It depends on what words you want to rank for and how competitive those words are.
In Dee’s article, he makes a very good point that most other sites were not actively building links. It was a surprise to him that SEO is not as competitive as he first thought simply because most sites aren’t doing it. This in turn made it much easier to rank for competitive terms through the use of link building, although Dee’s client had a head start by being on page 2 or 3 of search engine results for specifc terms.
This reinforces my observations that many marketing managers and website owners are not committed to a long term SEO strategy. Most people see SEO as a tactical implementation, rather than an ongoing program of work that realizes the full benefits. This is largely due to, in my mind at least, marketing managers being focused on “campaigns”. Once a campaign is completed, the microsite or content is thrown away, until the agency comes up with the next brilliant idea.
SEO is more than a one-off project to tick off on the to-do list. It is a foundation or a philosophy in which all online activities are carried out. Campaigns should revolve around a “SEO’d platform” that can leverage efforts and results of previous implemented tasks.
During such times as a recession, SEO is a reliable and low cost way of generating qualified traffic to any website. All it takes is a committment to see the strategy through.
So, how many links is enough? There is no magic answer here, but I do recommend that website owners should seek at least one backlink per day. Soon enough, your online presence will be a force to be recokoned with.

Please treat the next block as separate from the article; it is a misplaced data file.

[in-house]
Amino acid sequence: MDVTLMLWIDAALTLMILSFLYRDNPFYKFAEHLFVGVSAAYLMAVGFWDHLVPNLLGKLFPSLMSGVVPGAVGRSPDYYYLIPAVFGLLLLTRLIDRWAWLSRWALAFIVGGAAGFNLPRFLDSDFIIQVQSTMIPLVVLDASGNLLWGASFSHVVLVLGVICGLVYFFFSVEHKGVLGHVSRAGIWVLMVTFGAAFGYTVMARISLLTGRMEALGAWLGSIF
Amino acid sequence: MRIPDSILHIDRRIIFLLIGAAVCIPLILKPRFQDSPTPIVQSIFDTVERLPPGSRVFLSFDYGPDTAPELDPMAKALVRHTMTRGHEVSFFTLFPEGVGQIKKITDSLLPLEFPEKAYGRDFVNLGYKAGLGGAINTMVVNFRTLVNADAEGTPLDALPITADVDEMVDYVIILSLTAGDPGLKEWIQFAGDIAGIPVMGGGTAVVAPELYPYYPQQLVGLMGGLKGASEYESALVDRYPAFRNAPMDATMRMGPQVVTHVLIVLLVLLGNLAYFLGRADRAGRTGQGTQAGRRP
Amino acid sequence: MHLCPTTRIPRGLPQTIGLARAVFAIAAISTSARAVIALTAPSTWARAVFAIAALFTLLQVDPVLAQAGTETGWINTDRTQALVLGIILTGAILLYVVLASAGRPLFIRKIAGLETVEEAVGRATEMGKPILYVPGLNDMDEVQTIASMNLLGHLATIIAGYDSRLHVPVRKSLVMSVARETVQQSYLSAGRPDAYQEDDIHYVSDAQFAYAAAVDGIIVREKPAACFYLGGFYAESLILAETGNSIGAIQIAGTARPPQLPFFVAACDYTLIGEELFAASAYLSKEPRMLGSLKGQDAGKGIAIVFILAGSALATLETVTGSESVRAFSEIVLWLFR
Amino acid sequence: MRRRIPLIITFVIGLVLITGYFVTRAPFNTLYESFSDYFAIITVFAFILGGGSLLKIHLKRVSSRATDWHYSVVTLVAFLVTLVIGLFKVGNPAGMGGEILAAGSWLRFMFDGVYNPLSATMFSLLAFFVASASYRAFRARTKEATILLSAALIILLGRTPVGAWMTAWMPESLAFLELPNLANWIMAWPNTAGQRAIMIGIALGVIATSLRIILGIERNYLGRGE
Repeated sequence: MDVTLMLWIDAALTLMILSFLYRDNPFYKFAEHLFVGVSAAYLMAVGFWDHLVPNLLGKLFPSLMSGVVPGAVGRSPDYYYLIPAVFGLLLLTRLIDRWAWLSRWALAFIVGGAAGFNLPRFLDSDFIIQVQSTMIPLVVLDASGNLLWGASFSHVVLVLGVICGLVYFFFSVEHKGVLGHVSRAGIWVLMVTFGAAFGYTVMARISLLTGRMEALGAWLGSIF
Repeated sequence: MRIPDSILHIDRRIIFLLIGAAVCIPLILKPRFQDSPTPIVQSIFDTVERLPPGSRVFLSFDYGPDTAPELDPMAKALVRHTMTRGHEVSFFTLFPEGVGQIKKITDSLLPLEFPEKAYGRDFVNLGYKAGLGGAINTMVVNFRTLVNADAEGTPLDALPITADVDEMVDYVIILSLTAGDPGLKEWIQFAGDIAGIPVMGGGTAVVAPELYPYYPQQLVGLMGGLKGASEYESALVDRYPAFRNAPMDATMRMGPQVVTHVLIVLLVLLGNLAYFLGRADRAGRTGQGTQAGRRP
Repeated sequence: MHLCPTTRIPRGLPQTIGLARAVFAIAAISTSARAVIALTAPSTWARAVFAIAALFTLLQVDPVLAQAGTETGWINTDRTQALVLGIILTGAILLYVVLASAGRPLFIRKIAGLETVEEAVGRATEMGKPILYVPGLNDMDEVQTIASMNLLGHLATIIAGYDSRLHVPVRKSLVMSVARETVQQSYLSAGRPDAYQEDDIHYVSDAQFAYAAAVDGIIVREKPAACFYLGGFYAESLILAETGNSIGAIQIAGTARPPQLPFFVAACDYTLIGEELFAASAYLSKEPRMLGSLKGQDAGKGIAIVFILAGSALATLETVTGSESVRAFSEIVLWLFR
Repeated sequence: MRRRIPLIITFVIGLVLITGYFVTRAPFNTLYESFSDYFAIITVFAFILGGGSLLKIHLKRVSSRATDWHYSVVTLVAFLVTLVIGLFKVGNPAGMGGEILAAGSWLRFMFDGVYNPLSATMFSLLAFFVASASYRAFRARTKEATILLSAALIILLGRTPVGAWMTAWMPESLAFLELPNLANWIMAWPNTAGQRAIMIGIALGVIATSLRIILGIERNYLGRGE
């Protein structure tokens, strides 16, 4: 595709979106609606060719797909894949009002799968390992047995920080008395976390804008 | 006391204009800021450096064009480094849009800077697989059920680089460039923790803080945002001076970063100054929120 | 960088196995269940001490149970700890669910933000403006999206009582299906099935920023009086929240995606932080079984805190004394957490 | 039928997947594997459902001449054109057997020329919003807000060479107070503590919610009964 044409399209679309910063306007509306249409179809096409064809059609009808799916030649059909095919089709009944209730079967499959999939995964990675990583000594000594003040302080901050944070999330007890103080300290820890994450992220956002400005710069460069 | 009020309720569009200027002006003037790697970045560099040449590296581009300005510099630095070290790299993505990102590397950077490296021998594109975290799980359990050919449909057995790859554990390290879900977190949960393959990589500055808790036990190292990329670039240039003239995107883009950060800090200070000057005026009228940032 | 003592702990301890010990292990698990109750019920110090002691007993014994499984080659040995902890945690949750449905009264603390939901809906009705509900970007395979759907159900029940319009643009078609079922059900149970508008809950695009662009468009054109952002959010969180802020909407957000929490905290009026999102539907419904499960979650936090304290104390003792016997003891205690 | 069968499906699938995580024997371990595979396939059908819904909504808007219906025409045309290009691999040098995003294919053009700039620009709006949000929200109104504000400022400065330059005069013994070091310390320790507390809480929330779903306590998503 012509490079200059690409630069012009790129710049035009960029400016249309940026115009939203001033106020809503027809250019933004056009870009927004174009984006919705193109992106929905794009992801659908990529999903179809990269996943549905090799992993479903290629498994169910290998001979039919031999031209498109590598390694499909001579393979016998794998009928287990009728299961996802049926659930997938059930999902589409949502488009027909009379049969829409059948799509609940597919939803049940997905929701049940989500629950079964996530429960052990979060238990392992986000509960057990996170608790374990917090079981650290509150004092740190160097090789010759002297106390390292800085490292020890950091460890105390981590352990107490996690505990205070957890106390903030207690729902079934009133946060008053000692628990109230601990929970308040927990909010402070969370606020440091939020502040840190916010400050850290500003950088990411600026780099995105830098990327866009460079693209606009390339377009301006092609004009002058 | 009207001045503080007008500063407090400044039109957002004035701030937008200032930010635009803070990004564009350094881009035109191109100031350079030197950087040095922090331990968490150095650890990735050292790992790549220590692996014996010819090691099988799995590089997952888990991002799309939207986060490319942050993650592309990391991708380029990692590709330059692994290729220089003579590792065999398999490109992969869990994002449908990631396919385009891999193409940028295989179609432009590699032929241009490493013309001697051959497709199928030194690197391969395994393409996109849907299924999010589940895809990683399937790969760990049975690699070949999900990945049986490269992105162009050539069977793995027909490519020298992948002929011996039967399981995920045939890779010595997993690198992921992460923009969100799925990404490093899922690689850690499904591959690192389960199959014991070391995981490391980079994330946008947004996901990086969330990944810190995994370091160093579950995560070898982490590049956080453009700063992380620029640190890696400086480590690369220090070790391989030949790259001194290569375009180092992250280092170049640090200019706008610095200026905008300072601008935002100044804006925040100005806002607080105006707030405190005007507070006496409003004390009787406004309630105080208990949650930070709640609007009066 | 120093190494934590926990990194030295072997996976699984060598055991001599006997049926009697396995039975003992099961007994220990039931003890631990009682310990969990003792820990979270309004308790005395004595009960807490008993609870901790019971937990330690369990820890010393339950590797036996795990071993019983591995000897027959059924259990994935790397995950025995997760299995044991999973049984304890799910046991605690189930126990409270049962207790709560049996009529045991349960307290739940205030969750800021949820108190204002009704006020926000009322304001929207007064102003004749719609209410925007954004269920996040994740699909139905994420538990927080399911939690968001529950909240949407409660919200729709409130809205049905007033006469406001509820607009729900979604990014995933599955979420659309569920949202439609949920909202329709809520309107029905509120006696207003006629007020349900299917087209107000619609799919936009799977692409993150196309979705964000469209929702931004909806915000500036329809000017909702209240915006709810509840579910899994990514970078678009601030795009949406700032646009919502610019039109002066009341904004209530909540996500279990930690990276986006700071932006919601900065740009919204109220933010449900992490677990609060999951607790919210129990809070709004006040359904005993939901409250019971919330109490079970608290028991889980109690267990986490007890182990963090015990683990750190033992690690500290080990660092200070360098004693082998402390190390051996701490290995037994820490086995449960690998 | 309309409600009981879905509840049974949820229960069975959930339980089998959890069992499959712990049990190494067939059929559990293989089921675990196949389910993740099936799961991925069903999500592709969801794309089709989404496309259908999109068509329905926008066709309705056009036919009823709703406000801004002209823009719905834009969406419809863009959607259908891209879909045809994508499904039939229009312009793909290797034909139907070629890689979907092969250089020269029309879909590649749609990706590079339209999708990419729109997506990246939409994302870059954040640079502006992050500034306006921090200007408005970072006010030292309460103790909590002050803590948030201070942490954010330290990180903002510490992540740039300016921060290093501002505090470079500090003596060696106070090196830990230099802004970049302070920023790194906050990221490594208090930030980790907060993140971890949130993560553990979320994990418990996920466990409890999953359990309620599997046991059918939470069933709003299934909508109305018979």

Who says that Twitter and SEO do not go together? Wednesday night, Santosh Jayaram, the Vice President of Twitter Operations stated that Twitter Search will begin to crawl links submitted to its application and will index the content of those pages.
It will also incorporate a reputation ranking system based upon the reputation of the person submitting the article. When a topic is gaining popularity within Twitter it will insert it within the Twitter Sidebar.
The reputation system will certainly improve the quality of search results that Twitter Search provides, which currently displays low-value content and plenty of re-tweets.
Hopefully these changes will influence Twitters to add more meaningful content to their tweets. Still, there will be those who will always want to manipulate the ranking system so let’s hope Twitter Search has a few tricks up their sleeves to combat this.
For SEO professionals and their clients, Twitter Search has just become an essential item on our To Do lists.
Mozilla Labs has been working on a new plug-in called “Weave” for Firefox that allows users to log into any website account that supports OpenID. Users don’t even have to have an existing account with the website, thus making it easier for site owners to increase sign-ups.
From a users’ perspective, it makes the logging in or signing up process much easier than ever before.
To enable this function, the user simply logs into their browser so that Weave will know who you are.
Weave also supports normal username and password logins to create a single login experience. It allows the user to select whether they want to be automatically logged in next time when they click the login button on the related website.
Love the work you are doing Mozilla – keep up the excellent work!